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An audiomagnetotelluric survey of the Carnmenellis granite

Beamish, D.; Riddick, J.C.. 1989 An audiomagnetotelluric survey of the Carnmenellis granite. Edinburgh, UK, British Geological Survey, 113pp. (WM/89/015) (Unpublished)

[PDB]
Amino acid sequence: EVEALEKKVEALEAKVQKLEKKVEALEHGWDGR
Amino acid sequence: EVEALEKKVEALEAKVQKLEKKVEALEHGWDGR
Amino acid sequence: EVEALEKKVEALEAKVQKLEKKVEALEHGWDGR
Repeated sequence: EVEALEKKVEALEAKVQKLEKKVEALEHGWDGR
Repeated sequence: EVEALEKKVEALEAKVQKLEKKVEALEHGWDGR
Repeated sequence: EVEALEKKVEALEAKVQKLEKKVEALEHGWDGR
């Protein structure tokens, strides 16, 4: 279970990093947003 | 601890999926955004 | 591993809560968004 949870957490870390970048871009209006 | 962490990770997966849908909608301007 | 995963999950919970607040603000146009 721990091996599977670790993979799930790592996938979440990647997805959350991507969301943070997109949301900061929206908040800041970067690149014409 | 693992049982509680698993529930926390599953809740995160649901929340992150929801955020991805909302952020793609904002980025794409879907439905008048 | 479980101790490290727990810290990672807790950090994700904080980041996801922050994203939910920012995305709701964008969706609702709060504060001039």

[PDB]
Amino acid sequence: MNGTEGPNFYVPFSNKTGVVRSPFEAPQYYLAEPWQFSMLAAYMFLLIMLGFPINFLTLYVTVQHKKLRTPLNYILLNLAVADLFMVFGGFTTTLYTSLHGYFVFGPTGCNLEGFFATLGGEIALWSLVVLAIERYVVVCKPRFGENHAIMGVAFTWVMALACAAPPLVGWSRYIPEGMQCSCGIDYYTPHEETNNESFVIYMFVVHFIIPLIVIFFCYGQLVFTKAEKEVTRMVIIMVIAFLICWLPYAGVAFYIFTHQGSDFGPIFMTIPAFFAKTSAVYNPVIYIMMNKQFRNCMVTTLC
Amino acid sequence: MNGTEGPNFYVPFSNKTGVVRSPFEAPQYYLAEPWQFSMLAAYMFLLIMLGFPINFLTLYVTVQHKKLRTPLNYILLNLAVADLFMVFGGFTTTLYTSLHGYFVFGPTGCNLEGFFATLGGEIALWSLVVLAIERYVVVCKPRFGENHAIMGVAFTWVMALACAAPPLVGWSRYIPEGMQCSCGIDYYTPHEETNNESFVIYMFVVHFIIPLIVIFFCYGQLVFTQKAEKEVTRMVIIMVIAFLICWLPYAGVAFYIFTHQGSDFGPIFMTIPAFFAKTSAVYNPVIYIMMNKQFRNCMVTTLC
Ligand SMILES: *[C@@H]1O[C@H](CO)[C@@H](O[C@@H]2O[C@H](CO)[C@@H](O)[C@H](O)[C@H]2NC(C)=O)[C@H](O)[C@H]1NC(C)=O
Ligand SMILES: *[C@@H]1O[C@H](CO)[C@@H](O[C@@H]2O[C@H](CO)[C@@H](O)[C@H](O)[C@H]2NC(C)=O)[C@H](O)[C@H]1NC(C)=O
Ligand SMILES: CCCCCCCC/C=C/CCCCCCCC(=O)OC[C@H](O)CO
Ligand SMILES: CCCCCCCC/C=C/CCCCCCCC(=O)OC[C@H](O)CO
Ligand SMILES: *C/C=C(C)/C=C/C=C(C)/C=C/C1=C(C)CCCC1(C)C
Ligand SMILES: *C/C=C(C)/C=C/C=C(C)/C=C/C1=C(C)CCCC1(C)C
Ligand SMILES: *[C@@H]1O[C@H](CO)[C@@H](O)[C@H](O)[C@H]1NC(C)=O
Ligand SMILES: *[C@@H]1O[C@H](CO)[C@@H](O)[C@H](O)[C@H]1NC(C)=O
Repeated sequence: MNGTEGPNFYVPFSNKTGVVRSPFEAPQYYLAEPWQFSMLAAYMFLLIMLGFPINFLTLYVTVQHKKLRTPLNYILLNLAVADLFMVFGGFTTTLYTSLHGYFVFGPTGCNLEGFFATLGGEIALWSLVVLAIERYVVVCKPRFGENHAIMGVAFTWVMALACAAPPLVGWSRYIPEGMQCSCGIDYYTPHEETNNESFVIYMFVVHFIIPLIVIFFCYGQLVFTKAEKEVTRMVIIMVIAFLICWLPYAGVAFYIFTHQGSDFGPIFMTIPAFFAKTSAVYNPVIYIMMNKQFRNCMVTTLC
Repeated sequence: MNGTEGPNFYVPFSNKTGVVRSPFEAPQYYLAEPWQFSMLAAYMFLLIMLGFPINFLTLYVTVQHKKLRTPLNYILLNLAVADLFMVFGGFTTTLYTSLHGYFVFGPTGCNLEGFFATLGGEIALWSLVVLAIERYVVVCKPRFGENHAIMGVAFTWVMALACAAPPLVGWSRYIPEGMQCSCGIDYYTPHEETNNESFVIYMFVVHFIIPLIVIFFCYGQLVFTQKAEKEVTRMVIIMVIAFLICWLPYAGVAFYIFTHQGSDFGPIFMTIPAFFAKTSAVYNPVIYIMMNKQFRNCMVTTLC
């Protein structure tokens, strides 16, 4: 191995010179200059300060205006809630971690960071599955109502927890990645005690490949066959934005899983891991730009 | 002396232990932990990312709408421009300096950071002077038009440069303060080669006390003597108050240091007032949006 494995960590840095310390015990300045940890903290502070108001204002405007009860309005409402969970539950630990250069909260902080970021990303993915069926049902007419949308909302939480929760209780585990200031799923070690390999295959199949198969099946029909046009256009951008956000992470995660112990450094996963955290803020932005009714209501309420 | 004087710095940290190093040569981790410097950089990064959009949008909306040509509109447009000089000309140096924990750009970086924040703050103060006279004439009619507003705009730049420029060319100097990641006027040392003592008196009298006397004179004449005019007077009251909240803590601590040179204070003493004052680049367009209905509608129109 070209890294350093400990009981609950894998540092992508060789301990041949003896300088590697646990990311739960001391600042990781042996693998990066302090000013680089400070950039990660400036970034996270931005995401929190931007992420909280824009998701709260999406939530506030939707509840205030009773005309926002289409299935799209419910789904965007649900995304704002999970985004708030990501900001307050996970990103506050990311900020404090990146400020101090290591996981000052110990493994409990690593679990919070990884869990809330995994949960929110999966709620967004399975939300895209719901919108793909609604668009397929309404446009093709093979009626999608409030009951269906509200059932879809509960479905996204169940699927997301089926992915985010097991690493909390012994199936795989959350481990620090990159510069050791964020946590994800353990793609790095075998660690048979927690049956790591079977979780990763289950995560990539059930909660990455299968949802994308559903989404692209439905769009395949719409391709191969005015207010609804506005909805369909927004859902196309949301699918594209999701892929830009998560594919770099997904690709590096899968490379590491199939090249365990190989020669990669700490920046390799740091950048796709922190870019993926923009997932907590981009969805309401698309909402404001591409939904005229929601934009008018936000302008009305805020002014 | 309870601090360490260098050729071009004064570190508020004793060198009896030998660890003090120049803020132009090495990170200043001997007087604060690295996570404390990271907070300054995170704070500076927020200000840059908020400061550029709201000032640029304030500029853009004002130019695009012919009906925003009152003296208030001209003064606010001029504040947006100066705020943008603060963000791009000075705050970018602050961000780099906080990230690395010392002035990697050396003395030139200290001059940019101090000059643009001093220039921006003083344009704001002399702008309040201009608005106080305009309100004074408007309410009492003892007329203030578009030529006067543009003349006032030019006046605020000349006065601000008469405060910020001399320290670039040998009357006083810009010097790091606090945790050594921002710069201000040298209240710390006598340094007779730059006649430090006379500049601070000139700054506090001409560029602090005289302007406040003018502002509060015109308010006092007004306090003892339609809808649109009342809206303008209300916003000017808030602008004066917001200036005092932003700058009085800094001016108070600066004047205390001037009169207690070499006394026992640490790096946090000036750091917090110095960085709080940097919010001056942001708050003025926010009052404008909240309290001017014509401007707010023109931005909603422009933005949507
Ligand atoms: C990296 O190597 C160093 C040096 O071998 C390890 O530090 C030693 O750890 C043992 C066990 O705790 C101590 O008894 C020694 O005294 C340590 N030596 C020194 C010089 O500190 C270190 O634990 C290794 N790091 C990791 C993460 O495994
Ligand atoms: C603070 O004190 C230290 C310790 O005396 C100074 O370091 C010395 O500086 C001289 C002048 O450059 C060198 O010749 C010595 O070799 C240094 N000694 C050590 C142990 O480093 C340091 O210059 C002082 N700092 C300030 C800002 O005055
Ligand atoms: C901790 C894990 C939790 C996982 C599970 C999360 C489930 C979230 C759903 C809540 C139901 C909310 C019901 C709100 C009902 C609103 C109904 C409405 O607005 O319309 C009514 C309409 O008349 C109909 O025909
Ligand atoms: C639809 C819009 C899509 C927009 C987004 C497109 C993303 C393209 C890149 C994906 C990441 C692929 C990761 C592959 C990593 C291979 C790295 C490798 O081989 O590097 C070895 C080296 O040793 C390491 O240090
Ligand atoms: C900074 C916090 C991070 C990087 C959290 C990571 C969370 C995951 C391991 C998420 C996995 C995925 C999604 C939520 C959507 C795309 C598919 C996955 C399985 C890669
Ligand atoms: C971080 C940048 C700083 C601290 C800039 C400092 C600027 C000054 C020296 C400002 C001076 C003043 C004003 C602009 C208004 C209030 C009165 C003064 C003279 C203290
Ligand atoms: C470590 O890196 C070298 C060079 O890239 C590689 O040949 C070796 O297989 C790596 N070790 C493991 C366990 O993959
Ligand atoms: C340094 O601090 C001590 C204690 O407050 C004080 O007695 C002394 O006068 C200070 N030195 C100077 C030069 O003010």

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Abstract/Summary